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Baker's Dozen

Select Few: Kim Wilde’s Favourite Albums
Alex Burrows , August 31st, 2022 08:05

Singer-songwriter, broadcaster and award winning horticulturalist, pop icon Kim Wilde is a true connoisseur of vocal arrangements as Alex Burrows discovers from a Baker's Dozen that ranges from The Beach Boys to Prefab Sprout

Photo by Sean J Vincent

“I love talking about music, I listen to it all the time. It’s still a huge part of my life, immersing myself in music,” says Wilde who is currently rating the likes of Black Midi and Big Thief following their Glastonbury appearances. “It’s inspiring to see young musicians so inventive, brave and courageous.”

Surrounded by a truly musical family, Wilde was passionate about music from an early age and was encouraged to make good use of the family’s state-of-the-art hi-fi system. Her parents’ record collection was an educational treasure trove of classics. “Half the albums I’ve included here come from my father’s record collection and half don’t. At home, it was my dad who would go out and buy the vinyl.”

Mum Joyce Barker was a member of 1950s female ensemble choir The Vernons Girls who sang with the house band on TV’s Oh, Boy! – a forerunner to Top Of The Pops along with Six-Five Special and Boy Meets Girls. She first met Kim’s dad, Marty Wilde – the Harry Styles of his day – when the teen idol pop star appeared on the show as a regular act. Along with Tommy Steele and Cliff Richard, Marty Wilde was an early British rock and roll singer who adopted and emulated the American style of the late 1950s. He progressed into musicals and films as well as co-songwriting for the likes of The Casuals, Lulu, and Status Quo. In 1965 he formed The Wilde Three with Barker and a teenage guitarist named Justin Hayward – who 18 months later would join The Moody Blues, thanks to Marty Wilde’s encouragement and endorsement.

Impressively, at the age of 83, Marty Wilde MBE is still playing and touring today. “All the time! Much more than me!” laughs Kim Wilde about her dad, who, along with brother Ricky was songwriter of her classic 80s new wave material. “It’s amazing. He plays golf every day. He’s teetotal now. But his love of music and his career has kept him young above all other things – as well as the constant love of his wife. I learnt a lot from my father and still do as a performer.”

Despite having a musical head start with her encouraging home life, ultimately it was one of those inspirational and memorable schoolteachers who spurred Wilde’s developing singing career, which produced her first public performance. Her music teacher awarded her the lead part of Mary in her primary school’s musical nativity and she performed the solo for ‘My Soul Doth Magnify The Lord’.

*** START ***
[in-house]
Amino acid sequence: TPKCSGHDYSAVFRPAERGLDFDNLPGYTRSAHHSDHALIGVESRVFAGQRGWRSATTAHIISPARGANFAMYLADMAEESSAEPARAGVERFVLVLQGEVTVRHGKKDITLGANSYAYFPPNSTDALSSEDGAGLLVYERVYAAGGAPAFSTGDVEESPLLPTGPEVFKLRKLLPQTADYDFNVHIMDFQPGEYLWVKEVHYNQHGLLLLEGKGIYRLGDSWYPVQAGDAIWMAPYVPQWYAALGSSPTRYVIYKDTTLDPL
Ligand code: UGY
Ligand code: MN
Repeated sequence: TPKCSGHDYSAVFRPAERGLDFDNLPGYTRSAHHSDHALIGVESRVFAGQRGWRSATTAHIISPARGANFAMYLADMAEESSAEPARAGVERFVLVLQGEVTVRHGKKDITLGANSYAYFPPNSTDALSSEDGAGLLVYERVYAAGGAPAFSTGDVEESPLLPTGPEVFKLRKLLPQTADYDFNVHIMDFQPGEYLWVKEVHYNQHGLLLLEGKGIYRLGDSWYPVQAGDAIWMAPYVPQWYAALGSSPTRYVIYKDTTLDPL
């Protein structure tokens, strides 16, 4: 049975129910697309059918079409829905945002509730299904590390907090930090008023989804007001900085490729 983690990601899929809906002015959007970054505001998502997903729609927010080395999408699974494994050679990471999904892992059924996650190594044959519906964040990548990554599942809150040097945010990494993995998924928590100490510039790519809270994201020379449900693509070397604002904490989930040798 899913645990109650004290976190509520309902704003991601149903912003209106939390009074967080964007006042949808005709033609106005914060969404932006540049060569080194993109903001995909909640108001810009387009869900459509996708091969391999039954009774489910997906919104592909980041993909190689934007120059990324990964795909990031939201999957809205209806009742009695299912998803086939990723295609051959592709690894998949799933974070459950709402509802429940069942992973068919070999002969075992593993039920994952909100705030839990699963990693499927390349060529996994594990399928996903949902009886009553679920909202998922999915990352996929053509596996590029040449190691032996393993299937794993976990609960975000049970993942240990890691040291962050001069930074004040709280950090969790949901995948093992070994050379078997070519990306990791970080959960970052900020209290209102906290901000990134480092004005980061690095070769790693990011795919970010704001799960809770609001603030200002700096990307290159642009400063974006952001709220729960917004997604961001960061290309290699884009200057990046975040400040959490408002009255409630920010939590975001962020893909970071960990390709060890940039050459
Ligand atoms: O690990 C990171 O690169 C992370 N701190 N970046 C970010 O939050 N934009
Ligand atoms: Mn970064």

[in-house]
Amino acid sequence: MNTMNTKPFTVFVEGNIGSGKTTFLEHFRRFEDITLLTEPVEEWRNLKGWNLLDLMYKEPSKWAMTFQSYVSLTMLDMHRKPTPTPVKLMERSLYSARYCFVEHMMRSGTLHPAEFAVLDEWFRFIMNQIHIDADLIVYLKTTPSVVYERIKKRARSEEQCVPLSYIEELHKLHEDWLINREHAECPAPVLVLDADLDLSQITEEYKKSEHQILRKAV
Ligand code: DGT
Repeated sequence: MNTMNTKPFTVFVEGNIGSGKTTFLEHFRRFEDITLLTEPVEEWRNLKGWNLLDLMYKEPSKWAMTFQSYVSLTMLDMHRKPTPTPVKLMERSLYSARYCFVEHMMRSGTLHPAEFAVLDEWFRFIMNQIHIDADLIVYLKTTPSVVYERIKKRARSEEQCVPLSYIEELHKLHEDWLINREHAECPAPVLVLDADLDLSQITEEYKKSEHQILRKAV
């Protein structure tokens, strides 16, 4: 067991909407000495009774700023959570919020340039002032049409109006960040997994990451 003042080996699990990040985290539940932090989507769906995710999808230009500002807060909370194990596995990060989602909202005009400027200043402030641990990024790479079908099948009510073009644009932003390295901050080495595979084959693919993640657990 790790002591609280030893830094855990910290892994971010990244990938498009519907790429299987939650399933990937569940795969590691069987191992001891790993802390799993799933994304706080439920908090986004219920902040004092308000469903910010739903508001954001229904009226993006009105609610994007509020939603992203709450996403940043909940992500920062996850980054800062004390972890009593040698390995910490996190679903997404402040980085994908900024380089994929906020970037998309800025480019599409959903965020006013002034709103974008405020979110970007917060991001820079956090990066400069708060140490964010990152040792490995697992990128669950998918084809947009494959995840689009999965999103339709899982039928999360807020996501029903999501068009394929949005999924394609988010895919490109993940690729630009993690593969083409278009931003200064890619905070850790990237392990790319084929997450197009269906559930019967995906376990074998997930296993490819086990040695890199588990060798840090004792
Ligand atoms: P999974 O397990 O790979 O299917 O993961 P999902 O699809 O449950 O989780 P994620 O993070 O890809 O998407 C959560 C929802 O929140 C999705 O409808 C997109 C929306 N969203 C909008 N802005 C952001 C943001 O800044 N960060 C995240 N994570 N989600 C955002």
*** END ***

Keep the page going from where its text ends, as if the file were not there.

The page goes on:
“I sung it with all my heart! I love that song,” laughs Wilde. “I recorded it recently during lockdown to send to my then school music teacher, Mr Webster. He gave me the part to sing the song which was quite a challenge at the time. He’d got in contact with me and sadly he wasn’t very well and has since passed away. He had a huge impact on me as a child, he was a gifted and inspirational music teacher, so I sent him the recording as thanks.”

The role of Mary at age 11 is a far cry from Wilde’s ice-cool post-punk debut ten short years later in 1981 with her first album. Preceded by the planet-spanning new wave anthem ‘Kids In America’, the self-titled debut was recorded in the studio of elder prog statesmen The Enid who also worked as backing band. In hindsight it’s something of a coincidence considering Wilde’s appreciation of the genre.

“I hadn’t heard of them as a band, but I was very into prog music. I was a huge fan – we all were – of Mike Oldfield and Genesis and Supertramp. Prog was a big slice of the music that we loved. We all loved ‘Dark Side of the Moon’. When I heard The Enid’s album at the time I loved it, I thought it was a great album. It just makes absolute sense now when I think back that we were working with that band at that time, although I have to say that overall, most of everything that got played on the album from a musical point of view was really just down to my brother Ricky.”

Marty Wilde brought a classic pop songwriting sensibility to his daughter’s first three albums. Ricky was influenced by The Stranglers, The Skids, but more crucially, the era’s cutting-edge futurist synth outfits: OMD, Ultravox, John Foxx, and Gary Numan. The latter especially informed her 1982 album Select. Even today it feels ahead of its time, an incredible work that saw Wilde take a left-turn from the tradition of ‘Kids In America’ and ‘Chequered Love’ with the significantly darker ‘View from a Bridge’, ‘Wendy Sadd’ and ‘Cambodia’.

Wilde also worked as collaborator, especially on the vocal arrangements. Her songwriting skills came into focus on fourth album ‘Teases & Dares which ventured into techno pop following mixed reviews for third effort Catch As Catch Can. From there onwards, across 14 studio albums her work would encompass classic Hi-NRG pop, electronica, dance, R&B, and rock. Latest studio album, 2018’s Here Come the Aliens is a reflection on her overall career with Pop Don’t Stop, a tribute to the music that made her.

From pop to prog to punk to soul to jazz-pop and beyond, her album choices are redolent of Kim’s love of diversity that informed her reluctance to re-tread the same territory. Experimentation and evolving style surpassed commercial considerations. “I didn’t ever want to fit into a genre,” says Wilde. “I loved that I could jump around a bit. I didn’t always get away with it and that’s fair play too – that’s the nature of it. But I love that I’ve always had the freedom to do that.”

Kim Wilde tours the UK in September. Her first three albums were recently reissued by Cherry Red recently reissued by Cherry Red. To begin reading her selections, click the picture of her below